The keeper was caught by an opposing player’s elbow during his side’s 3-1 defeat to Real Madrid in Kiev in May. The incident which occurred just before the Karius mistakenly gave away the first goal, was spotted by neither officials nor medics at the game, and the player was able to continue playing.
It may, however, have affected his judgement: he went on to make another significant error in the game which led to Real Madrid’s third goal. Only a week later was it revealed that he had suffered a concussion during the elbow incident with Sergio Ramos following a series of brain scans.
This has prompted calls to use video footage, which is already used in rugby, to help spot and diagnose incidences in football matches where concussion may have occurred, and it has caused to people to ask how Karius was able to continue playing.
Why can concussion be so serious?
Head injuries such as concussion can be incredibly serious, especially if not detected straight away and cared for correctly. The fact that Karius was able to continue playing demonstrates how easily such cases can slip through the net.
Other sports arguably place participants at even greater risk of concussion, too: while footballers suffer head collisions quite often, it is even more frequent in sports such as rugby and American football. We have previously written about concussion in American football here and here.
At Newcastle Sports Injury Clinic, as part of our range of services, we frequently work pitchside at sporting events. Our attending physiotherapists are trained to spot the signs of concussion and to be able to manage it if it occurs.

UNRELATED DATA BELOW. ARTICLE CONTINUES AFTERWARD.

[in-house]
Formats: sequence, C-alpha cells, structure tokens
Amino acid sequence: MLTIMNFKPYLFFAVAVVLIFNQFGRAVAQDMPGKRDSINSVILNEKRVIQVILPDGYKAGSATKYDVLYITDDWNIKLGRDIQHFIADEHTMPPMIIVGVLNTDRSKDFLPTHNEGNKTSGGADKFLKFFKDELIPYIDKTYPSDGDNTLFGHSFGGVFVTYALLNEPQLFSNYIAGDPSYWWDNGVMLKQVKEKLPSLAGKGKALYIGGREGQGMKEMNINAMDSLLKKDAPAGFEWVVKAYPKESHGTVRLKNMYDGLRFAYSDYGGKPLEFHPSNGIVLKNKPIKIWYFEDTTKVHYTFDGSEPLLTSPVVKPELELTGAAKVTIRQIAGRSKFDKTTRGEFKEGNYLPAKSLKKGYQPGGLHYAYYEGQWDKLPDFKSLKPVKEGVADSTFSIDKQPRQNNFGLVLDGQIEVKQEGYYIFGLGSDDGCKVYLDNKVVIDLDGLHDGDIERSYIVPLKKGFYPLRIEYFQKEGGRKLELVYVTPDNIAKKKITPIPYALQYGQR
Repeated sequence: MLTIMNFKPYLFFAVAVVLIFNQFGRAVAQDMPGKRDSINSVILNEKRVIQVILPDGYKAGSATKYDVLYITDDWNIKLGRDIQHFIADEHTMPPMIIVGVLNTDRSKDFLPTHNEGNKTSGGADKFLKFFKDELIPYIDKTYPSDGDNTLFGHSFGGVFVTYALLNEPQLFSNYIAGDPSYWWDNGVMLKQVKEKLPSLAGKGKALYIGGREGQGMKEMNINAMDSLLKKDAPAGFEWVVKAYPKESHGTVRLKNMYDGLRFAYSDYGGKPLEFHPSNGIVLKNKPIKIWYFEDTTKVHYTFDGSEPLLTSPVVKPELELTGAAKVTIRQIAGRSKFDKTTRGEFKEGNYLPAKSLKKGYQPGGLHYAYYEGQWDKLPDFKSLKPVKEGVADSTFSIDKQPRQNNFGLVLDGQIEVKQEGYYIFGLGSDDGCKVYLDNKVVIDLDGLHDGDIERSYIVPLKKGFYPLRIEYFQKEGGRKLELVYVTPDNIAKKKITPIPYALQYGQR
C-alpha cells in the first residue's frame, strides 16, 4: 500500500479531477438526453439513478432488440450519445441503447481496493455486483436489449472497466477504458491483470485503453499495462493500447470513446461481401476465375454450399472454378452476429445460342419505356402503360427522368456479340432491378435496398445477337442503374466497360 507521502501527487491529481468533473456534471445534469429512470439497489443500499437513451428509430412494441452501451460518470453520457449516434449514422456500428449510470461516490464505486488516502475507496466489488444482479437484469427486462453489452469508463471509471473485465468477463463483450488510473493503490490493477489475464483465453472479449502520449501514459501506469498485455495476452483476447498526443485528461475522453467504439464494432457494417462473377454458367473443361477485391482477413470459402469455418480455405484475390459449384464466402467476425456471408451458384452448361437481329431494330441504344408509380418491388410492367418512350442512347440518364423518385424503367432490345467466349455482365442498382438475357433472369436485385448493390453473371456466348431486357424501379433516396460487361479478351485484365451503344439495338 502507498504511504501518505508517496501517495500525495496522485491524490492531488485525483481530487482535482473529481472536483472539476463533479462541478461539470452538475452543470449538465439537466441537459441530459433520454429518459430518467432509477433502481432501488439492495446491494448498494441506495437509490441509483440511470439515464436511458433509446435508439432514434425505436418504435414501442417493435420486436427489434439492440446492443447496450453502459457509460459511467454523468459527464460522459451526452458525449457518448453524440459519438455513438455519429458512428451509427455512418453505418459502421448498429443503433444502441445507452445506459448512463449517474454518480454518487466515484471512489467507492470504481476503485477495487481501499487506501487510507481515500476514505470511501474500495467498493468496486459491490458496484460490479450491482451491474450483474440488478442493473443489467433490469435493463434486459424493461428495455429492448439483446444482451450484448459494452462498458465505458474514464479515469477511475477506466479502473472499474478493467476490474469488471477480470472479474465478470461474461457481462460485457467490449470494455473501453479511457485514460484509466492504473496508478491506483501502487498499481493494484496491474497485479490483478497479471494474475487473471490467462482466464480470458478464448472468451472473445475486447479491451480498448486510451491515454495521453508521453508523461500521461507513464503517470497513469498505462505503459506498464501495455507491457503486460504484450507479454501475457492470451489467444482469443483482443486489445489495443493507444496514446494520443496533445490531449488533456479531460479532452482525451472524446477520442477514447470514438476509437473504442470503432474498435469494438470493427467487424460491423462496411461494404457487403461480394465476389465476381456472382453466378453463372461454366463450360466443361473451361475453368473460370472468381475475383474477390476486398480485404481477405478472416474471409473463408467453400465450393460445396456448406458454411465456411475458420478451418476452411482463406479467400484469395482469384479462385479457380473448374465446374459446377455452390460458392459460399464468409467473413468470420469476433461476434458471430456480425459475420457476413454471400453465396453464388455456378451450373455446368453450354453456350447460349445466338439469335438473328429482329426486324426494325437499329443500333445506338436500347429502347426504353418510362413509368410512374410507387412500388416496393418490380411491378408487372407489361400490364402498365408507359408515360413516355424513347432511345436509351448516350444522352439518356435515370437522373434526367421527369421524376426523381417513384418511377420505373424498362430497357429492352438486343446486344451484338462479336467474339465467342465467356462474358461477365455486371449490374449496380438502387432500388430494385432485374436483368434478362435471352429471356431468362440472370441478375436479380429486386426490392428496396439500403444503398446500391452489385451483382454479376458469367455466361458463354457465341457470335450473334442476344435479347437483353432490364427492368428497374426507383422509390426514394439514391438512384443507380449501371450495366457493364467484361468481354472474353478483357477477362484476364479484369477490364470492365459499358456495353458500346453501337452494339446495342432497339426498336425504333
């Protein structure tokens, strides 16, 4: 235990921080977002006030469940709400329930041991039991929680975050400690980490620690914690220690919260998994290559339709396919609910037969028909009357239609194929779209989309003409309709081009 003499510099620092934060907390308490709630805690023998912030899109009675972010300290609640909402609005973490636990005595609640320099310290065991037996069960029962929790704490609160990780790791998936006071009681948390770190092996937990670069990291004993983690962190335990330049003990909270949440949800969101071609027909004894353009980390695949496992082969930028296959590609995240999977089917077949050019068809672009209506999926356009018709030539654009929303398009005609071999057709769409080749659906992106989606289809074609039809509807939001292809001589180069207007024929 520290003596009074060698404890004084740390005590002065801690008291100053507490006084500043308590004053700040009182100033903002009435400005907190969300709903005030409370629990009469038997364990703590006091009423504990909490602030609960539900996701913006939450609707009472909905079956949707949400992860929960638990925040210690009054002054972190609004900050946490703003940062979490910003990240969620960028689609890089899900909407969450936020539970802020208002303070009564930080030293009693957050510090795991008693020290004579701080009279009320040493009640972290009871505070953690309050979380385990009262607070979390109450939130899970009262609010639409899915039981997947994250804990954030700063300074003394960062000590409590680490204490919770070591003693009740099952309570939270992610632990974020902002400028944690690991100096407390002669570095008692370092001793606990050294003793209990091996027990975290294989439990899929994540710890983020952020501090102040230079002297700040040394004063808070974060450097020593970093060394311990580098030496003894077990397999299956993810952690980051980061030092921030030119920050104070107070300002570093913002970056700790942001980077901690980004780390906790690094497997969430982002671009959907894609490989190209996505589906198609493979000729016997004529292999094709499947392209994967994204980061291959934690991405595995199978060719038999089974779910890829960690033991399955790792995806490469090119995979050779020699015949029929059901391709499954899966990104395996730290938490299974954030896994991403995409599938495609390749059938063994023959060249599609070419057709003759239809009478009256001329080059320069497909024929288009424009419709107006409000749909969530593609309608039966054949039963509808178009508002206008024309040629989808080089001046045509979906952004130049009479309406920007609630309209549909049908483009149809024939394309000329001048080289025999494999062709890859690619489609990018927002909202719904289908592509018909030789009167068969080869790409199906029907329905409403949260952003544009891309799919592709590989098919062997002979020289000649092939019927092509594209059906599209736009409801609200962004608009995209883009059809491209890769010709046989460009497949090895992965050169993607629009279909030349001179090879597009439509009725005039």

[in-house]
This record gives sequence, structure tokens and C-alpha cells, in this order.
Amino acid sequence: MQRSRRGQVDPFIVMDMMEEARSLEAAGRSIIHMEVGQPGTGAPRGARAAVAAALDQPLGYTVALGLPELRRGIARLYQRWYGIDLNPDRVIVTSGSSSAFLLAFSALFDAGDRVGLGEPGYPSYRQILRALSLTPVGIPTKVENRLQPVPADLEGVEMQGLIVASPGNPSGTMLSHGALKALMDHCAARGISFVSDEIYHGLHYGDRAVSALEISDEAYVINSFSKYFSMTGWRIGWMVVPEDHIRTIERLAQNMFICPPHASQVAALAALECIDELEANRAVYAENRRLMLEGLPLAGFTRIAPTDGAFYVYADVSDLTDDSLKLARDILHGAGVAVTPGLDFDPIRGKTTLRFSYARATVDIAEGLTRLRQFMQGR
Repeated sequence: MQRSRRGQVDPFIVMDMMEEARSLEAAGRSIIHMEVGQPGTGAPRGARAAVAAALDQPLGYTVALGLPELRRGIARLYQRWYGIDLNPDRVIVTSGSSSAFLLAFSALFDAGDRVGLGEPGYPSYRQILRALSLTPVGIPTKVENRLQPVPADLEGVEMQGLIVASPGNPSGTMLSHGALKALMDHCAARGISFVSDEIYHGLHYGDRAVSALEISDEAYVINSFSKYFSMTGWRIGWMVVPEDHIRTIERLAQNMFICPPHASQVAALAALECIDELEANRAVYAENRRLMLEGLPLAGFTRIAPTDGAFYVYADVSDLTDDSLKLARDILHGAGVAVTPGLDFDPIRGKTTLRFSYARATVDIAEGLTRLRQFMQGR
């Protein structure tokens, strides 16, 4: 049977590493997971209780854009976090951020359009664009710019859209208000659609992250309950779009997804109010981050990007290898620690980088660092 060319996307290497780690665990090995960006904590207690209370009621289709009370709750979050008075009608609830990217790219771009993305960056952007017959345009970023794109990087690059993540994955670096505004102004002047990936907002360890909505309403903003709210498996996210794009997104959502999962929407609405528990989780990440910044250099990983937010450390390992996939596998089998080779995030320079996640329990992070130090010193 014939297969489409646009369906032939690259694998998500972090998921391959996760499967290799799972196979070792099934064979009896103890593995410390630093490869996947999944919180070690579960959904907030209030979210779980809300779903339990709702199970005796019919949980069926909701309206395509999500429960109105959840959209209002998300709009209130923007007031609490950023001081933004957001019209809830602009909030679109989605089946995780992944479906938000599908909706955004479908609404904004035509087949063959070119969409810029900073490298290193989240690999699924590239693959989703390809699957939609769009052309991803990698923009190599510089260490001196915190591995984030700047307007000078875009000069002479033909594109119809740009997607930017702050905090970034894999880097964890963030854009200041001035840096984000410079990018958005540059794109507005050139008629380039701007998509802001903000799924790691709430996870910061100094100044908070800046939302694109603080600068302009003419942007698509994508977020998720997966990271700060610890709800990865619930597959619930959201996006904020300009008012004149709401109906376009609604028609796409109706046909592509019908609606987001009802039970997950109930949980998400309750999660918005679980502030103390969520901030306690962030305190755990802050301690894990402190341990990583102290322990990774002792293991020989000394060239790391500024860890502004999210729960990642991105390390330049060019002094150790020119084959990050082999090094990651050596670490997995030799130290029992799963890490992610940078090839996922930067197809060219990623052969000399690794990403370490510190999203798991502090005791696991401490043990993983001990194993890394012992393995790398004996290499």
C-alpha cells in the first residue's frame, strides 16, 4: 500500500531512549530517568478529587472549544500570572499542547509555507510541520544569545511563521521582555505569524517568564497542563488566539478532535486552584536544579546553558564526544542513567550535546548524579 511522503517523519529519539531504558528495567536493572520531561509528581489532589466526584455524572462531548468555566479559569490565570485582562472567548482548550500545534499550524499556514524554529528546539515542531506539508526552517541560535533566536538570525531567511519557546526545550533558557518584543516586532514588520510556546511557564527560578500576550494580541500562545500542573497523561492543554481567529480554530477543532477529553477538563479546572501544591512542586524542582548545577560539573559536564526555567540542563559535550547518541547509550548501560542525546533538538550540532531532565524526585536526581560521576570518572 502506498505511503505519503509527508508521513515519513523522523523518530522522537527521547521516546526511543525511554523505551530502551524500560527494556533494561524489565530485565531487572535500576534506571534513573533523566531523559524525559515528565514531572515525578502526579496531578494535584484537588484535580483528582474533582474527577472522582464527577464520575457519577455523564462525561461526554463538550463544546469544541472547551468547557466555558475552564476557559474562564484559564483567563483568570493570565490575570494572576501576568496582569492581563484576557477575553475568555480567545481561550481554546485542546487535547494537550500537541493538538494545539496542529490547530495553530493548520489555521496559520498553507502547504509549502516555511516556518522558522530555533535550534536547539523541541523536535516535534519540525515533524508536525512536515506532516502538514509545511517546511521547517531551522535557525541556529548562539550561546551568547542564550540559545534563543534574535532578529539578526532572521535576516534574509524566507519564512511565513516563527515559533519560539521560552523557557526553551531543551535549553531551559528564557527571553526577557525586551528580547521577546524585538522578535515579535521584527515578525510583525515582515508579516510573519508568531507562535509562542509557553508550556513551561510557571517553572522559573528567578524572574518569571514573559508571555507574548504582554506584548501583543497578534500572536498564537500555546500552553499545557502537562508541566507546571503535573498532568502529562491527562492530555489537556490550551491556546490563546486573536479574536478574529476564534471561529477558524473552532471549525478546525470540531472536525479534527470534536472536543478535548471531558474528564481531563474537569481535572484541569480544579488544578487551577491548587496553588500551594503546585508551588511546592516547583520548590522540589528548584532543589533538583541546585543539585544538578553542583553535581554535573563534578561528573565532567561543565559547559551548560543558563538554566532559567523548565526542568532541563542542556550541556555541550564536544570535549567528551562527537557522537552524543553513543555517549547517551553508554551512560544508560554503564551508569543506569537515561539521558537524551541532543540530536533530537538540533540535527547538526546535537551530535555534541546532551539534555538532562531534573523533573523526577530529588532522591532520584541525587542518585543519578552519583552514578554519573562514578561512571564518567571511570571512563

Research into concussion, its detection, symptoms, effects and treatment are continuous and rapidly growing. Therapists at the clinic regularly attend training on concussion research, its findings and recommendations to ensure they are following the most recent guidelines when dealing with concussion cases.
How to spot concussion
There are six key symptoms of concussion, which everyone should be aware of:
- Dizziness and nausea.
- Mental fog and difficulty concentrating.
- Difficulty speaking.
- Amnesia and confusion.
To diagnose a concussion, you only need a mechanism of injury, which is not restrictive to a bang to the head or a knockout, plus any one or more of the above symptoms.
What to do if you suspect concussion
If you, or a friend, has suffered a head collision, however minor, and is experiencing any of these symptoms, then medical attention should be sought immediately.